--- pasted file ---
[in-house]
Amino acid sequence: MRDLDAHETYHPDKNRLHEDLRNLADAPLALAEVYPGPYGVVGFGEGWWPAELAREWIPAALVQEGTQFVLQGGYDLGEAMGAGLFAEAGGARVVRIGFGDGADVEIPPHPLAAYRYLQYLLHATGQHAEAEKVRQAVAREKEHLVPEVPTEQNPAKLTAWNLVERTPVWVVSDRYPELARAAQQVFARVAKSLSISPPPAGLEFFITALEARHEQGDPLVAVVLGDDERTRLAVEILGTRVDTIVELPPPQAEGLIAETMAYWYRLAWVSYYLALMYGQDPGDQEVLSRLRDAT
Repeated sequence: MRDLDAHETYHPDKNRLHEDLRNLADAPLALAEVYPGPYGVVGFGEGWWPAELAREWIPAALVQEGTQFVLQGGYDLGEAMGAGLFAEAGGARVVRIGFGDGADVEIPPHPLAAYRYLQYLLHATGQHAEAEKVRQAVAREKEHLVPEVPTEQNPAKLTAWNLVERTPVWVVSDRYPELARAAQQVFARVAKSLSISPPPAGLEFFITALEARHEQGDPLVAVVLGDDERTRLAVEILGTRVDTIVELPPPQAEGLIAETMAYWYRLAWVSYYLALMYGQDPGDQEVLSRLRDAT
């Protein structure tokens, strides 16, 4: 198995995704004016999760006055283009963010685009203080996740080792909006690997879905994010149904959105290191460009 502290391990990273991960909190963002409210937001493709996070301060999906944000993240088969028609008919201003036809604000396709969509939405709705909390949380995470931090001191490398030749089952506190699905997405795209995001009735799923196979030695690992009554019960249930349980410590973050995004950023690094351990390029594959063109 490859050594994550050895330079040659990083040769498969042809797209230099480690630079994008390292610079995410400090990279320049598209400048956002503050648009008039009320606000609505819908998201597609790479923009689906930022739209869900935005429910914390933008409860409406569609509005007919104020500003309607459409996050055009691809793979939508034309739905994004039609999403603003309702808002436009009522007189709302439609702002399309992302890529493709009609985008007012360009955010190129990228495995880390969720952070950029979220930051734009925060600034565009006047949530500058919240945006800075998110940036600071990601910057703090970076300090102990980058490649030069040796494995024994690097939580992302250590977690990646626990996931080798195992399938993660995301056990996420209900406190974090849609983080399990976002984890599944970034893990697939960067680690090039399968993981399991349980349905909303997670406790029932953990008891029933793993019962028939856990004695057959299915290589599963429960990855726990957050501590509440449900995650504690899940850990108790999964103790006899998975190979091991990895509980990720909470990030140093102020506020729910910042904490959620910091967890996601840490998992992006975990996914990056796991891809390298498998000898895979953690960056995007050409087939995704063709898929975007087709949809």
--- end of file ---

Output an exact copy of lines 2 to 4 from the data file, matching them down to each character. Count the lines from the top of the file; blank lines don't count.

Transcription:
Amino acid sequence: MRDLDAHETYHPDKNRLHEDLRNLADAPLALAEVYPGPYGVVGFGEGWWPAELAREWIPAALVQEGTQFVLQGGYDLGEAMGAGLFAEAGGARVVRIGFGDGADVEIPPHPLAAYRYLQYLLHATGQHAEAEKVRQAVAREKEHLVPEVPTEQNPAKLTAWNLVERTPVWVVSDRYPELARAAQQVFARVAKSLSISPPPAGLEFFITALEARHEQGDPLVAVVLGDDERTRLAVEILGTRVDTIVELPPPQAEGLIAETMAYWYRLAWVSYYLALMYGQDPGDQEVLSRLRDAT
Repeated sequence: MRDLDAHETYHPDKNRLHEDLRNLADAPLALAEVYPGPYGVVGFGEGWWPAELAREWIPAALVQEGTQFVLQGGYDLGEAMGAGLFAEAGGARVVRIGFGDGADVEIPPHPLAAYRYLQYLLHATGQHAEAEKVRQAVAREKEHLVPEVPTEQNPAKLTAWNLVERTPVWVVSDRYPELARAAQQVFARVAKSLSISPPPAGLEFFITALEARHEQGDPLVAVVLGDDERTRLAVEILGTRVDTIVELPPPQAEGLIAETMAYWYRLAWVSYYLALMYGQDPGDQEVLSRLRDAT
């Protein structure tokens, strides 16, 4: 198995995704004016999760006055283009963010685009203080996740080792909006690997879905994010149904959105290191460009 502290391990990273991960909190963002409210937001493709996070301060999906944000993240088969028609008919201003036809604000396709969509939405709705909390949380995470931090001191490398030749089952506190699905997405795209995001009735799923196979030695690992009554019960249930349980410590973050995004950023690094351990390029594959063109 490859050594994550050895330079040659990083040769498969042809797209230099480690630079994008390292610079995410400090990279320049598209400048956002503050648009008039009320606000609505819908998201597609790479923009689906930022739209869900935005429910914390933008409860409406569609509005007919104020500003309607459409996050055009691809793979939508034309739905994004039609999403603003309702808002436009009522007189709302439609702002399309992302890529493709009609985008007012360009955010190129990228495995880390969720952070950029979220930051734009925060600034565009006047949530500058919240945006800075998110940036600071990601910057703090970076300090102990980058490649030069040796494995024994690097939580992302250590977690990646626990996931080798195992399938993660995301056990996420209900406190974090849609983080399990976002984890599944970034893990697939960067680690090039399968993981399991349980349905909303997670406790029932953990008891029933793993019962028939856990004695057959299915290589599963429960990855726990957050501590509440449900995650504690899940850990108790999964103790006899998975190979091991990895509980990720909470990030140093102020506020729910910042904490959620910091967890996601840490998992992006975990996914990056796991891809390298498998000898895979953690960056995007050409087939995704063709898929975007087709949809």